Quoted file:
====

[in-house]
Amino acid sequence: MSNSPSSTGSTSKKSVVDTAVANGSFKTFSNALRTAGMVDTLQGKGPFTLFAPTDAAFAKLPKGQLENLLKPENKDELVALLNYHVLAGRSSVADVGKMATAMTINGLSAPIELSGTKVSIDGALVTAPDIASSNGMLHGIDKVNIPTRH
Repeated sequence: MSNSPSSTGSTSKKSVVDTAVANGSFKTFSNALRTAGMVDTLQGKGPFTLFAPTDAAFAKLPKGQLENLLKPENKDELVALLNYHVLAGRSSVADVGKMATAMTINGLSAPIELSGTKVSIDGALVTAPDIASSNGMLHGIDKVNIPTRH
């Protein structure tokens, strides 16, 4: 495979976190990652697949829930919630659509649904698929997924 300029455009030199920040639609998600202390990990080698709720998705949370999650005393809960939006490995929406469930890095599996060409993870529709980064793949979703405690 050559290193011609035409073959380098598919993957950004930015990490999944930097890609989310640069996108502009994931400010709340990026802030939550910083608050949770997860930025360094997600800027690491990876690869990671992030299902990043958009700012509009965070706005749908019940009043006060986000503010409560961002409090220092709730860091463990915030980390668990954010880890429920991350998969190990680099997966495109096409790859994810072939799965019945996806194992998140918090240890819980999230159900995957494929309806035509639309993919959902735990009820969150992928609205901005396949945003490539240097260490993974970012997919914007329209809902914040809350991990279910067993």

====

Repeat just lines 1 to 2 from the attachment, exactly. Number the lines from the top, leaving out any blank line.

[in-house]
Amino acid sequence: MSNSPSSTGSTSKKSVVDTAVANGSFKTFSNALRTAGMVDTLQGKGPFTLFAPTDAAFAKLPKGQLENLLKPENKDELVALLNYHVLAGRSSVADVGKMATAMTINGLSAPIELSGTKVSIDGALVTAPDIASSNGMLHGIDKVNIPTRH